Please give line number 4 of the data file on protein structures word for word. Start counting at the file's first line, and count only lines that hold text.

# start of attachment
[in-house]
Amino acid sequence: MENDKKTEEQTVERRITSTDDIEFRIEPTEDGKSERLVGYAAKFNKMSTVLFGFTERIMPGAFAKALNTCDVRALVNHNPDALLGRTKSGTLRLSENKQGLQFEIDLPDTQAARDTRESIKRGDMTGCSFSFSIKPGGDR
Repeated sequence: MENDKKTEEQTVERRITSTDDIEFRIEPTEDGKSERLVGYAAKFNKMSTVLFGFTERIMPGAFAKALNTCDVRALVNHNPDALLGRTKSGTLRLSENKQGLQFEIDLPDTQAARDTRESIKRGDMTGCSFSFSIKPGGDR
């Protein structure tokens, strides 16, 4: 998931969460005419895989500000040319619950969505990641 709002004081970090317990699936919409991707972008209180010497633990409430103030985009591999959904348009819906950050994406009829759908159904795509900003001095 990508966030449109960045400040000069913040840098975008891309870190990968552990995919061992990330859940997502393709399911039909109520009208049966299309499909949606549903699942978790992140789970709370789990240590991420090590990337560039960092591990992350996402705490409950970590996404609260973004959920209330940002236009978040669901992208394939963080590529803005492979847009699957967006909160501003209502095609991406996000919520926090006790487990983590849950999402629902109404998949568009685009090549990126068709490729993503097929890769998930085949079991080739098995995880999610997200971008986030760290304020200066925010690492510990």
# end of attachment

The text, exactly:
């Protein structure tokens, strides 16, 4: 998931969460005419895989500000040319619950969505990641 709002004081970090317990699936919409991707972008209180010497633990409430103030985009591999959904348009819906950050994406009829759908159904795509900003001095 990508966030449109960045400040000069913040840098975008891309870190990968552990995919061992990330859940997502393709399911039909109520009208049966299309499909949606549903699942978790992140789970709370789990240590991420090590990337560039960092591990992350996402705490409950970590996404609260973004959920209330940002236009978040669901992208394939963080590529803005492979847009699957967006909160501003209502095609991406996000919520926090006790487990983590849950999402629902109404998949568009685009090549990126068709490729993503097929890769998930085949079991080739098995995880999610997200971008986030760290304020200066925010690492510990």